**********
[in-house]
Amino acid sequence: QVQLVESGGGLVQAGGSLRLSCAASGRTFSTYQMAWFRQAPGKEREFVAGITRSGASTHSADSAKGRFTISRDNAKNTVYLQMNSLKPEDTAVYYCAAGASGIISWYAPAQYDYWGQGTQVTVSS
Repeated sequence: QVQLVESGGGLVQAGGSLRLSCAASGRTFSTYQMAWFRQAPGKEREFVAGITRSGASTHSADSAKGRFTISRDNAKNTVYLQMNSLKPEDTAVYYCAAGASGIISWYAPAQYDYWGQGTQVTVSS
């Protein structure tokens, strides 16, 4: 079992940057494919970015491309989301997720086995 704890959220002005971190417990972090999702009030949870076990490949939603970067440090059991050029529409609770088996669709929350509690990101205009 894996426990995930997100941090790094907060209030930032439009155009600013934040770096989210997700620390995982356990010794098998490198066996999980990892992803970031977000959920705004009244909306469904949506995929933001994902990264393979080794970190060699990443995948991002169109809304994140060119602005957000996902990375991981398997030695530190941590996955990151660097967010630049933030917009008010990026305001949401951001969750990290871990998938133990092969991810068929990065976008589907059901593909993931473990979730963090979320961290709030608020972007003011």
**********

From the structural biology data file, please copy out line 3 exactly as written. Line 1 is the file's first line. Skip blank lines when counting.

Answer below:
Repeated sequence: QVQLVESGGGLVQAGGSLRLSCAASGRTFSTYQMAWFRQAPGKEREFVAGITRSGASTHSADSAKGRFTISRDNAKNTVYLQMNSLKPEDTAVYYCAAGASGIISWYAPAQYDYWGQGTQVTVSS